By Daniel Stowell, Decoding the Civil War Independent Researcher.
When working with numerous collections, sometimes one stumbles across a little nugget that just calls out to be told. Working with the Eckert telegrams has made me familiar with the codes and ciphers used by the United States Army and Government. So, imagine how my curiosity was piqued when I saw the following story from August 1862:
“During all the spring months I alone in all the Army Corps was entrusted with the Government Cyphers. During General Pope’s retreat, I was one day sent for by Generals Pope & Banks, to put into cypher a very important dispatch to General McDowell, with whom direct communication had been cut off by the enemy.
I was obliged to reply that during the severest part of the Battle of Cedar Mountain when I was in the greatest danger of being killed or captured at any moment, I had felt it my duty to destroy the cypher which I tore up into a hundred or more very small pieces & swallowed some of them. My action was approved. I then offered to carry the orders, unwritten, myself to General McDowell, if I could find him, and take my chances.
My offer was accepted, but while the instructions were being prepared, the advance of General McDowells Corps came in sight, & I was relieved from a duty which would have put me in the greatest danger of capture or otherwise.”
This is excerpted from a twenty-five-page handwritten memoir written by Frederick d’Hauteville on his service in the American Civil War. d’Hauteville was writing about the the Battle of Cedar Mountain, fought on August 9, 1862. Brigadier General Crawford in his report on the battle specifically commended Captain d’Hauteville, “who from the first rendered me especial and important service, attended with great personal exposure.” Crawford probably wasn’t thinking of d’Hauteville’s willingness to eat the cipher when commending him, and it is impossible to tell whether the cipher which he ate was one of Stager’s telegraph ciphers, but d’Hauteville’s memories do illustrate the extent to which those entrusted with the ciphers went to protect them.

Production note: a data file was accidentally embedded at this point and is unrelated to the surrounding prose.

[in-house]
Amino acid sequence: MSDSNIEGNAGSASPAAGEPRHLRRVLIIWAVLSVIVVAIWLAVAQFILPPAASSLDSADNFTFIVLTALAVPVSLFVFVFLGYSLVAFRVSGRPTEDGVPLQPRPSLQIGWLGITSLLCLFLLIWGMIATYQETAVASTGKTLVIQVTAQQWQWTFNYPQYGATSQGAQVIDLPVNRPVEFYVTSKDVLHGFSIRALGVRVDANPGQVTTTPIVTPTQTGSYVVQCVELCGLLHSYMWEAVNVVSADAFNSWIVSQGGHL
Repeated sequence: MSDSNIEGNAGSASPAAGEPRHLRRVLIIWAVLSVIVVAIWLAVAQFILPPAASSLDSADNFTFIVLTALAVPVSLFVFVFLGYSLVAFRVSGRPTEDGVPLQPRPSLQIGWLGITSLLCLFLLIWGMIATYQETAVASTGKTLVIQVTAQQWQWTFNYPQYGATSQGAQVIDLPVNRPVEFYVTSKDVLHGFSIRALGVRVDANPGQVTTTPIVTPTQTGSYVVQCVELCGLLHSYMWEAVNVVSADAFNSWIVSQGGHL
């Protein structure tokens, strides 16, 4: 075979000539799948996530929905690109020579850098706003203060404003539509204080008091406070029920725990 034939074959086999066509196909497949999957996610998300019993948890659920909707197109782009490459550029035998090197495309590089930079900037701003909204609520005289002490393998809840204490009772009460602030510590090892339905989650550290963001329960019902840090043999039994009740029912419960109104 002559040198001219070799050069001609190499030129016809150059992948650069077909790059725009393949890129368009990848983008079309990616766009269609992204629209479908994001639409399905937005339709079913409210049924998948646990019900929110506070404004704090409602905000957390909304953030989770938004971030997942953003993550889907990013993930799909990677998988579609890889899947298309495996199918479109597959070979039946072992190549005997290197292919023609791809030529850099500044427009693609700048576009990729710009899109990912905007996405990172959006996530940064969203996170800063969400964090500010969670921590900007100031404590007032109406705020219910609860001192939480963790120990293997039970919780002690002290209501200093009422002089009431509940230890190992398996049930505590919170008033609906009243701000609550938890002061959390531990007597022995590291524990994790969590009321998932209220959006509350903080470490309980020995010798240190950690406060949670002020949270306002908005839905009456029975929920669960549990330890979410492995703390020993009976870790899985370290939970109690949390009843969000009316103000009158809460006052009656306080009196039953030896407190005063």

After the battle d’Hauteville discovered that a ball had pierced his blankets, strapped behind his saddle, with more than a dozen holes. Among the regiments in d’Hauteville’s division at the battle was the 2nd Massachusetts Volunteer Infantry, with officers from “the leading families of the City of Boston,” many of them, like d’Hauteville, graduates of Harvard University. The regiment with fewer than 500 men suffered 173 casualties, and 16 of its 23 officers were killed, wounded, or taken prisoner. “All of them were my friends, & very dear friends,” d’Hauteville recalled, “Their loss was enormous, but they went to their deaths with sublime courage.”
Frederick Sears Grand d’Hauteville (1838-1918) was born in Boston, Massachusetts, to a Swiss nobleman and American mother, who returned to the United States while pregnant. Their marital conflict led to a contentious custody battle over Frederick in 1840 in a Philadelphia court, which his mother eventually won. D’Hauteville graduated from Harvard University in 1859. He was appointed volunteer aide-de-camp to General Nathaniel Banks in December 1861, and served at the Battle of Winchester in March 1862. Commissioned captain on June 30, 1862, he served on Brigadier General Samuel W. Crawford’s staff, including action at the Battle of Cedar Mountain in August and at Antietam in September 1862.
By December, 1862, d’Hauteville had returned to General Banks’ staff and traveled to New Orleans, where Banks commanded the Department of the Gulf. D’Hauteville resigned his commission on March 1, 1863. Later in 1863, he married the daughter of former New York Governor Hamilton Fish, but she died the following year. In 1872, he married Susan Watts Macomb, whose grand-father Major General Alexander Macomb was a hero of the War of 1812 and general-in-chief of the United States army from 1828 to 1841. The d’Hautevilles kept a home in Newport, Rhode Island, but they spent much of their time in his paternal family’s thirty-room chateau overlooking Lake Geneva in Switzerland.